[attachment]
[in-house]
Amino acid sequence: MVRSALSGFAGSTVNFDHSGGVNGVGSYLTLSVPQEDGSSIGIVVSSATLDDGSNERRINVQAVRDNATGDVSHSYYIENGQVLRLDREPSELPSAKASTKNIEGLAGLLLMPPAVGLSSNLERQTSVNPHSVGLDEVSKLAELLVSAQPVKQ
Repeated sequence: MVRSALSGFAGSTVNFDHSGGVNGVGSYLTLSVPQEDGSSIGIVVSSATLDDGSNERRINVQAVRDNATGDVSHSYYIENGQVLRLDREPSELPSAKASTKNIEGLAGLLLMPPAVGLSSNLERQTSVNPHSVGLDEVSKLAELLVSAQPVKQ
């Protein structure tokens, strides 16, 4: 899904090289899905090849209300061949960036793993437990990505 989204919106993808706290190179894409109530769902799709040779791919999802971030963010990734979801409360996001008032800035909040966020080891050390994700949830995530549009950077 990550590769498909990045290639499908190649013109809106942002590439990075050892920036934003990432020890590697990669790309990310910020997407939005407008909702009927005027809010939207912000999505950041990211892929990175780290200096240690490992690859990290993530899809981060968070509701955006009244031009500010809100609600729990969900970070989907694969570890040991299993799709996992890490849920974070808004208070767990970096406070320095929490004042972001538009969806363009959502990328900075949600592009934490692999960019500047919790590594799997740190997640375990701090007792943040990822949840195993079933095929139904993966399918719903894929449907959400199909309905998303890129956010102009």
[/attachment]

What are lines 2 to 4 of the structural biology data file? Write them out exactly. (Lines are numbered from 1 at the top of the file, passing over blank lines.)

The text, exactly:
Amino acid sequence: MVRSALSGFAGSTVNFDHSGGVNGVGSYLTLSVPQEDGSSIGIVVSSATLDDGSNERRINVQAVRDNATGDVSHSYYIENGQVLRLDREPSELPSAKASTKNIEGLAGLLLMPPAVGLSSNLERQTSVNPHSVGLDEVSKLAELLVSAQPVKQ
Repeated sequence: MVRSALSGFAGSTVNFDHSGGVNGVGSYLTLSVPQEDGSSIGIVVSSATLDDGSNERRINVQAVRDNATGDVSHSYYIENGQVLRLDREPSELPSAKASTKNIEGLAGLLLMPPAVGLSSNLERQTSVNPHSVGLDEVSKLAELLVSAQPVKQ
């Protein structure tokens, strides 16, 4: 899904090289899905090849209300061949960036793993437990990505 989204919106993808706290190179894409109530769902799709040779791919999802971030963010990734979801409360996001008032800035909040966020080891050390994700949830995530549009950077 990550590769498909990045290639499908190649013109809106942002590439990075050892920036934003990432020890590697990669790309990310910020997407939005407008909702009927005027809010939207912000999505950041990211892929990175780290200096240690490992690859990290993530899809981060968070509701955006009244031009500010809100609600729990969900970070989907694969570890040991299993799709996992890490849920974070808004208070767990970096406070320095929490004042972001538009969806363009959502990328900075949600592009934490692999960019500047919790590594799997740190997640375990701090007792943040990822949840195993079933095929139904993966399918719903894929449907959400199909309905998303890129956010102009």